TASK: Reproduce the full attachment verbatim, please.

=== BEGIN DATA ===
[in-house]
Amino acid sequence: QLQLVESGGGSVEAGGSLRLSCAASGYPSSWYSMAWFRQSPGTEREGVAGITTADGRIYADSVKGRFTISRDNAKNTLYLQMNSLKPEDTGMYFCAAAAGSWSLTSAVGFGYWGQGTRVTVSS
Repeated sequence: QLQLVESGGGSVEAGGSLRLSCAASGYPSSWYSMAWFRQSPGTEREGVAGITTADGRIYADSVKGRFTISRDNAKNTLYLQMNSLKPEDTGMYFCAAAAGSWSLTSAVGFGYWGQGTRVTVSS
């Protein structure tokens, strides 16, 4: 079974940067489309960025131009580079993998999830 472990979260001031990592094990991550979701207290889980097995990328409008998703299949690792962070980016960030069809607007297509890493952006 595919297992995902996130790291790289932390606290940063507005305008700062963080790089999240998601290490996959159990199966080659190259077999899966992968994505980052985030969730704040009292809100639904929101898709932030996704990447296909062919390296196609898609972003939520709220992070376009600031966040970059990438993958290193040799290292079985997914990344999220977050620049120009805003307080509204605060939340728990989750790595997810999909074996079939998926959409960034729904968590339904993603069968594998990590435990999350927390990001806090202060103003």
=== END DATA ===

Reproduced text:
[in-house]
Amino acid sequence: QLQLVESGGGSVEAGGSLRLSCAASGYPSSWYSMAWFRQSPGTEREGVAGITTADGRIYADSVKGRFTISRDNAKNTLYLQMNSLKPEDTGMYFCAAAAGSWSLTSAVGFGYWGQGTRVTVSS
Repeated sequence: QLQLVESGGGSVEAGGSLRLSCAASGYPSSWYSMAWFRQSPGTEREGVAGITTADGRIYADSVKGRFTISRDNAKNTLYLQMNSLKPEDTGMYFCAAAAGSWSLTSAVGFGYWGQGTRVTVSS
């Protein structure tokens, strides 16, 4: 079974940067489309960025131009580079993998999830 472990979260001031990592094990991550979701207290889980097995990328409008998703299949690792962070980016960030069809607007297509890493952006 595919297992995902996130790291790289932390606290940063507005305008700062963080790089999240998601290490996959159990199966080659190259077999899966992968994505980052985030969730704040009292809100639904929101898709932030996704990447296909062919390296196609898609972003939520709220992070376009600031966040970059990438993958290193040799290292079985997914990344999220977050620049120009805003307080509204605060939340728990989750790595997810999909074996079939998926959409960034729904968590339904993603069968594998990590435990999350927390990001806090202060103003």